Teaching your kids to have discipline
Discipline and self-control means that we have the ability to express and cope with strong emotions in appropriate ways.
Teaching a child disciple can be one of the most frustrating things we have to do as parents. Self-control involves thinking skills, as we decide which of our impulses to act on.
Developing self-control begins at birth and continues across our lives. It is a skill that is critical to children’s school success and overall healthy development. It enables children to cooperate with others, to cope with frustration, and to resolve conflicts. Kids learn these skills through interactions with others and guidance from parents and other caregivers.
Babies are born with virtually no self-control. They have little-to-no ability to control their emotional states or behavior. However, the process of developing self-control begins in a baby’s earliest months and continues across the rest of their life.
We have to teach acceptable behaviors. Tell and show your child what he can do, not only what he’s not allowed to do. If he’s throwing balls around the house, give him an empty trashcan to throw them into or take him outside and show him where and how he can throw the ball. This helps him learn right from wrong and to channel his energy and interests in acceptable ways as he grows.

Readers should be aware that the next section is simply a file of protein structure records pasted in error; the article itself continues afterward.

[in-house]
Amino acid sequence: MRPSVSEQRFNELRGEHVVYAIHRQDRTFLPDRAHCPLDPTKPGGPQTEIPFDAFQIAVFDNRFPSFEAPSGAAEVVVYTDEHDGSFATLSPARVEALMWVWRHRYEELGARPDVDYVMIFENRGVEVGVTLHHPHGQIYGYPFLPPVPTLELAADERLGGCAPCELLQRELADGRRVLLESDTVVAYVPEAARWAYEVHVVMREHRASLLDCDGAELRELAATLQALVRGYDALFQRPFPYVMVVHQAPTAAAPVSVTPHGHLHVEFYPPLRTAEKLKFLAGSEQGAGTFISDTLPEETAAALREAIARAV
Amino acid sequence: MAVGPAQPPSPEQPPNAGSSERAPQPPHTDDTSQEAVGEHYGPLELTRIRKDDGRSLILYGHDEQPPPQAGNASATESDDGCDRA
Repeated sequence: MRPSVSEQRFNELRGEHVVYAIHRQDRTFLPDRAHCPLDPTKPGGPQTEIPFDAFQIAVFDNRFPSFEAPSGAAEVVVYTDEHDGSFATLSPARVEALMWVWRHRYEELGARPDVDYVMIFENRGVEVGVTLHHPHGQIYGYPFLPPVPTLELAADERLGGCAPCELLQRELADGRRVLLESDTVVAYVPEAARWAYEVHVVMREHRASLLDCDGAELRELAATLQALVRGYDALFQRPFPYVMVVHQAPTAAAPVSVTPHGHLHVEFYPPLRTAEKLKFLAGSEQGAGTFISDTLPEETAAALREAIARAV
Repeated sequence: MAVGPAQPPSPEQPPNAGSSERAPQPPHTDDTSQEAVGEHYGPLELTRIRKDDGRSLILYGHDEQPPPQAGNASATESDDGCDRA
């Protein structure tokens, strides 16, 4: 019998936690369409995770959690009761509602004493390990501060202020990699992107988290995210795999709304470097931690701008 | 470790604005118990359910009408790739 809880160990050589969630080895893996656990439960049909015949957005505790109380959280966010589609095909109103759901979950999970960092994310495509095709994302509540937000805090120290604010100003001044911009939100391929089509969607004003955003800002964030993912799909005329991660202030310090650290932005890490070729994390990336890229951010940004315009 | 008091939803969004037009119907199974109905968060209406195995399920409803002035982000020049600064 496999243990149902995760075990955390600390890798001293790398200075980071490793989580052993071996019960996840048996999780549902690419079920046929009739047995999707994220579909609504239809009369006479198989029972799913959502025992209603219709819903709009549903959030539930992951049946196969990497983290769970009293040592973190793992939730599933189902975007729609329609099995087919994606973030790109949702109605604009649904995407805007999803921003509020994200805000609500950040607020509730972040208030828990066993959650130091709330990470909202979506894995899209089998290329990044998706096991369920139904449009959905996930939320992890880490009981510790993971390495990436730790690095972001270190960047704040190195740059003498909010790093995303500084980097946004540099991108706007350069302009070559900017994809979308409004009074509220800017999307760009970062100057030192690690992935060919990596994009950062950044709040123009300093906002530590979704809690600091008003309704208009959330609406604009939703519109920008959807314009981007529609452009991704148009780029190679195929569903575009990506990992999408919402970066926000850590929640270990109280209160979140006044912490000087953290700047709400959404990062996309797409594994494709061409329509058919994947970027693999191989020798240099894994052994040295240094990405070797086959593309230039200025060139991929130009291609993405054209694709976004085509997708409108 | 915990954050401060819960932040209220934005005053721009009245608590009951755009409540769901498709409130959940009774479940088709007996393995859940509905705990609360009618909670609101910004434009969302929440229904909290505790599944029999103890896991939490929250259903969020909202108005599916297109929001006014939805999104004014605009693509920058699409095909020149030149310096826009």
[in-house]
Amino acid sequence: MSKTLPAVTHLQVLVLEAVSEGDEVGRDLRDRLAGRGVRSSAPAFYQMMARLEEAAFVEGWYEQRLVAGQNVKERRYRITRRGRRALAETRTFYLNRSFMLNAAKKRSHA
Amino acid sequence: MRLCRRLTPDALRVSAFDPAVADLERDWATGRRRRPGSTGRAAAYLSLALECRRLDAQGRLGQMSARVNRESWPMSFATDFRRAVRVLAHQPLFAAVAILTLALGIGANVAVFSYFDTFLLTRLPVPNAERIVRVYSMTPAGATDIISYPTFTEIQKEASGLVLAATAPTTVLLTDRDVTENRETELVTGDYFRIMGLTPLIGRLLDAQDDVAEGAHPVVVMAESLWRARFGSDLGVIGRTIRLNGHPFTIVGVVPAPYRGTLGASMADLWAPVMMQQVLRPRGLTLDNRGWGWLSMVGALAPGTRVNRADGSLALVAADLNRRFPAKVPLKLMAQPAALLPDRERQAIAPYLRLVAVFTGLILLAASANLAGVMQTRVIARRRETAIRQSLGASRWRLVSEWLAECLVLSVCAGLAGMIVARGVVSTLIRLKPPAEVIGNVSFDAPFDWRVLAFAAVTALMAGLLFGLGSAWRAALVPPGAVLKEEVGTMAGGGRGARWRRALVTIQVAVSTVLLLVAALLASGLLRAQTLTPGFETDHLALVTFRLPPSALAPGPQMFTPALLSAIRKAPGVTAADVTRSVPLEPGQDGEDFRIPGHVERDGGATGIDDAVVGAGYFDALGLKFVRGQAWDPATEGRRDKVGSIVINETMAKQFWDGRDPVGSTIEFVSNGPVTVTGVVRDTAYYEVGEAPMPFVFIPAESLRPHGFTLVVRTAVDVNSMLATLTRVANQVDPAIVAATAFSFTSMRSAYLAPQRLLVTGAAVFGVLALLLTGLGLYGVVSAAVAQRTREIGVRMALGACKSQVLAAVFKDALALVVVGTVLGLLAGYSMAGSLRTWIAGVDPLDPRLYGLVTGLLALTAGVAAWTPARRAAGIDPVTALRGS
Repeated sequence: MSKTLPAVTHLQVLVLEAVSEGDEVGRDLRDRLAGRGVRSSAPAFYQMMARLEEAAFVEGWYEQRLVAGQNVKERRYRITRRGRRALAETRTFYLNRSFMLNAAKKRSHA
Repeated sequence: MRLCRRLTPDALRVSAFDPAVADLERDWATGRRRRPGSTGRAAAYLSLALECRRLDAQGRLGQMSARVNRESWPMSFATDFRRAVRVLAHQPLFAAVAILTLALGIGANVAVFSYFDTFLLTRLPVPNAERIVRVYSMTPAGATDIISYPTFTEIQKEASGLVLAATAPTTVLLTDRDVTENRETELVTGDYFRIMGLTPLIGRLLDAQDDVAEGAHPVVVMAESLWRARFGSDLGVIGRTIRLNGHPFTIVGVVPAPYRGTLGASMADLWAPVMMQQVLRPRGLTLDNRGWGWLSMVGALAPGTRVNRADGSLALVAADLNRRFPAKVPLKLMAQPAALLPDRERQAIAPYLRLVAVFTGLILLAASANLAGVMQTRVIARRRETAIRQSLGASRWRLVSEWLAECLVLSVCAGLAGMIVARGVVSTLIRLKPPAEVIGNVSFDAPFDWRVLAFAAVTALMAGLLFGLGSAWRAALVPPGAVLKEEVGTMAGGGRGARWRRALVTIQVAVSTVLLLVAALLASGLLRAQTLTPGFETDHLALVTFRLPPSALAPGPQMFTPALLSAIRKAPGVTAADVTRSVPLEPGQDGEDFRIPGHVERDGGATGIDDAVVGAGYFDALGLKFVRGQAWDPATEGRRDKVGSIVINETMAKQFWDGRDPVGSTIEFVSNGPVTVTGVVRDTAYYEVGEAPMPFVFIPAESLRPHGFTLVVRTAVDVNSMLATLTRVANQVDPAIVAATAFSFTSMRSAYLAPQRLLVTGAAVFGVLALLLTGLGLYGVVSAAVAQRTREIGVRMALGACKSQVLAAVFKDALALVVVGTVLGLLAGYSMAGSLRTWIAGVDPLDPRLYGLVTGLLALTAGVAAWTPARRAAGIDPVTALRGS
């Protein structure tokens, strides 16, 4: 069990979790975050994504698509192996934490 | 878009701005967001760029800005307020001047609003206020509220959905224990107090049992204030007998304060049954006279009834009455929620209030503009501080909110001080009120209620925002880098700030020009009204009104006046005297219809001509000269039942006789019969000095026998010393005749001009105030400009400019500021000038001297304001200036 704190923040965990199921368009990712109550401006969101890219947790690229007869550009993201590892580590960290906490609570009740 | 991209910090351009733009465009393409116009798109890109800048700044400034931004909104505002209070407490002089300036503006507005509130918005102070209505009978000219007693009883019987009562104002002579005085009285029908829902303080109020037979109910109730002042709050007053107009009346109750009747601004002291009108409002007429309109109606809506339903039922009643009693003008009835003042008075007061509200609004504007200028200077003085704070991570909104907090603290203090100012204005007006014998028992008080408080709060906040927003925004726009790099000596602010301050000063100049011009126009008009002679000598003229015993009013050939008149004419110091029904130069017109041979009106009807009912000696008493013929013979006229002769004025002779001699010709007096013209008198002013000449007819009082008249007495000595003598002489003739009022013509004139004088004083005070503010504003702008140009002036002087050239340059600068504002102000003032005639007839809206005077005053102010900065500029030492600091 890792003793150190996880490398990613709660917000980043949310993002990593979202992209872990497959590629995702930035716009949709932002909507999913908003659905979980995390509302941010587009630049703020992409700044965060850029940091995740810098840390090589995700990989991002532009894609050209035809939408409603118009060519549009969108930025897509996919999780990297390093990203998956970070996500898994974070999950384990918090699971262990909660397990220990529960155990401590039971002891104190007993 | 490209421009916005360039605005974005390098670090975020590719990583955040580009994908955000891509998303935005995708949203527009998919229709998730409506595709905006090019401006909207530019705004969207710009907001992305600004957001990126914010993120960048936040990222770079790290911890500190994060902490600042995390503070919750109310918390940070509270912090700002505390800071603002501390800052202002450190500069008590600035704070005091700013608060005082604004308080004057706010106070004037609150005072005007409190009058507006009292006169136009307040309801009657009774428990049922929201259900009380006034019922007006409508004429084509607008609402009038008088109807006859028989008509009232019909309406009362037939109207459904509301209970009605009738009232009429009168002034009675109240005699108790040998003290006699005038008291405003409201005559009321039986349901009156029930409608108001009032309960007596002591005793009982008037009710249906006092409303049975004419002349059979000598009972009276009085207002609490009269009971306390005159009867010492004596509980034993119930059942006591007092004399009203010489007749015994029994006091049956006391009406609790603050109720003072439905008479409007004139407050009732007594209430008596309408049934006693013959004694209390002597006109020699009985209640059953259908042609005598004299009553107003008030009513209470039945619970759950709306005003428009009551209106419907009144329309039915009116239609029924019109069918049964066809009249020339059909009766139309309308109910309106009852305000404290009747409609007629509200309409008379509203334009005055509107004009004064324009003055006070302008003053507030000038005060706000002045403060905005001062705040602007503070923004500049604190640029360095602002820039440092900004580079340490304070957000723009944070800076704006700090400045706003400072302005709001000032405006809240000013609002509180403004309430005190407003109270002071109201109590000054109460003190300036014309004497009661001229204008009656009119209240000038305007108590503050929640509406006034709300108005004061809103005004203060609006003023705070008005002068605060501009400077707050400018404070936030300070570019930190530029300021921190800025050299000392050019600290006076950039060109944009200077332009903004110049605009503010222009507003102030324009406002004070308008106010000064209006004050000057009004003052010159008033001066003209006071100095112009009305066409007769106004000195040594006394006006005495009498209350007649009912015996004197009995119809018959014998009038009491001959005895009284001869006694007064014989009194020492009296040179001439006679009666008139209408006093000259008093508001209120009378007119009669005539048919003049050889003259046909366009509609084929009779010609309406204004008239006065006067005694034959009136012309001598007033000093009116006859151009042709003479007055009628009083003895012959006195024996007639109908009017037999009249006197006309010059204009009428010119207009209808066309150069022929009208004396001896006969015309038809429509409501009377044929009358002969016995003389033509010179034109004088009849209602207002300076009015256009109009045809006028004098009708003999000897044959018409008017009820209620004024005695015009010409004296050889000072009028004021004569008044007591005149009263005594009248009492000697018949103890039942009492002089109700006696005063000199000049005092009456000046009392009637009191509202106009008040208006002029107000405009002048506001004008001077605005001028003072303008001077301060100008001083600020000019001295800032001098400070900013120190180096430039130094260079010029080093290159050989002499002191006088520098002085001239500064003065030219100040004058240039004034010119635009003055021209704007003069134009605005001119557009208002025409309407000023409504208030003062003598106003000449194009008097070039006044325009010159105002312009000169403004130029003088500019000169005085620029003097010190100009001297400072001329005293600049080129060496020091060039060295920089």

Label and recognize your child’s feelings. Letting children know their feelings are understood helps them calm down and regain control. This doesn’t mean you give in to their demand. “I know you are mad that you have to go to bed. Naming and recognizing his feelings helps your child learn to manage his emotions, a important skill necessary for later school success.
Give your child opportunities to choose. Present him with two acceptable options and let her choose, “Would you like to brush your teeth or put on your pajamas first?”
Rather than telling her to get her rain boots, help her think it through on her own: "It is raining out. What will you need to bring to child care today so you can go on a rain-walk with your class?"
If a decision is really yours, don’t offer a choice. Say, “It’s bed time,” not “Are you ready to go to bed?”
Help your child learn to wait. Waiting helps children learn self-control. And it teaches them that others have needs, too. Make the wait-time short and give your child something to do in the meantime. Also, playing with friends offers many opportunities to help your child learn to wait, to share, and to take-turns.
With your guidance and lots of practice, your child will be well equipped to work out conflicts with his school pals later on.